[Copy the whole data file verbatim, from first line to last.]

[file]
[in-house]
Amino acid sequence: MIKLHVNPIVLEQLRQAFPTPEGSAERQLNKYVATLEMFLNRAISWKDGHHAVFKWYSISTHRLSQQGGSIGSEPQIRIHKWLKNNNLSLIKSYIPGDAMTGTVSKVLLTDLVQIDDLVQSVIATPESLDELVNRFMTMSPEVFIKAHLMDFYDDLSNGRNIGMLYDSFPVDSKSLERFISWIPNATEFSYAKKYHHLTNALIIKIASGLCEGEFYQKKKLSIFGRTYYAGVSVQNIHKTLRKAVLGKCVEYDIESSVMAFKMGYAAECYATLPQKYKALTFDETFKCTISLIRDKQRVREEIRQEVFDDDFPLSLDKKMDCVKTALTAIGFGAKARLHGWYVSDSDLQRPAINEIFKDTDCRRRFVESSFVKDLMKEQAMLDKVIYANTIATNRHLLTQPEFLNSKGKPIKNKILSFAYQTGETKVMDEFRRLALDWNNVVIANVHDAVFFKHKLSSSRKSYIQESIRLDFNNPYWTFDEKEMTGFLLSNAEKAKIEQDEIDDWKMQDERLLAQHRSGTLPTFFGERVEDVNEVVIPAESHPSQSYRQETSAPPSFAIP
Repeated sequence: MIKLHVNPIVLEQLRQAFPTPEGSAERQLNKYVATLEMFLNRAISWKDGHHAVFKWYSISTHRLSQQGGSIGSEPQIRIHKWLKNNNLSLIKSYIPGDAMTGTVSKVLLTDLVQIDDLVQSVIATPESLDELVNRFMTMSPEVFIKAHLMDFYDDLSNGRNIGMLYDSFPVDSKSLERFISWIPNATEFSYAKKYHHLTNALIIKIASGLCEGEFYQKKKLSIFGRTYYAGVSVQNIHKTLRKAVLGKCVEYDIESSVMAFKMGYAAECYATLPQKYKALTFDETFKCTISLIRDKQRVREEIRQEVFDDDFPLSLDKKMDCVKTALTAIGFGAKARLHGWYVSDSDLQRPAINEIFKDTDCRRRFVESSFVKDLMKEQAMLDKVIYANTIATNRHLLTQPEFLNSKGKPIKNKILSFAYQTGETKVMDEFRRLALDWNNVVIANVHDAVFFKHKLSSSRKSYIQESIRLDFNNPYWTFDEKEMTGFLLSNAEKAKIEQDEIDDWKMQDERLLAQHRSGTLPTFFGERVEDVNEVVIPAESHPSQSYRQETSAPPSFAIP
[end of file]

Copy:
[in-house]
Amino acid sequence: MIKLHVNPIVLEQLRQAFPTPEGSAERQLNKYVATLEMFLNRAISWKDGHHAVFKWYSISTHRLSQQGGSIGSEPQIRIHKWLKNNNLSLIKSYIPGDAMTGTVSKVLLTDLVQIDDLVQSVIATPESLDELVNRFMTMSPEVFIKAHLMDFYDDLSNGRNIGMLYDSFPVDSKSLERFISWIPNATEFSYAKKYHHLTNALIIKIASGLCEGEFYQKKKLSIFGRTYYAGVSVQNIHKTLRKAVLGKCVEYDIESSVMAFKMGYAAECYATLPQKYKALTFDETFKCTISLIRDKQRVREEIRQEVFDDDFPLSLDKKMDCVKTALTAIGFGAKARLHGWYVSDSDLQRPAINEIFKDTDCRRRFVESSFVKDLMKEQAMLDKVIYANTIATNRHLLTQPEFLNSKGKPIKNKILSFAYQTGETKVMDEFRRLALDWNNVVIANVHDAVFFKHKLSSSRKSYIQESIRLDFNNPYWTFDEKEMTGFLLSNAEKAKIEQDEIDDWKMQDERLLAQHRSGTLPTFFGERVEDVNEVVIPAESHPSQSYRQETSAPPSFAIP
Repeated sequence: MIKLHVNPIVLEQLRQAFPTPEGSAERQLNKYVATLEMFLNRAISWKDGHHAVFKWYSISTHRLSQQGGSIGSEPQIRIHKWLKNNNLSLIKSYIPGDAMTGTVSKVLLTDLVQIDDLVQSVIATPESLDELVNRFMTMSPEVFIKAHLMDFYDDLSNGRNIGMLYDSFPVDSKSLERFISWIPNATEFSYAKKYHHLTNALIIKIASGLCEGEFYQKKKLSIFGRTYYAGVSVQNIHKTLRKAVLGKCVEYDIESSVMAFKMGYAAECYATLPQKYKALTFDETFKCTISLIRDKQRVREEIRQEVFDDDFPLSLDKKMDCVKTALTAIGFGAKARLHGWYVSDSDLQRPAINEIFKDTDCRRRFVESSFVKDLMKEQAMLDKVIYANTIATNRHLLTQPEFLNSKGKPIKNKILSFAYQTGETKVMDEFRRLALDWNNVVIANVHDAVFFKHKLSSSRKSYIQESIRLDFNNPYWTFDEKEMTGFLLSNAEKAKIEQDEIDDWKMQDERLLAQHRSGTLPTFFGERVEDVNEVVIPAESHPSQSYRQETSAPPSFAIP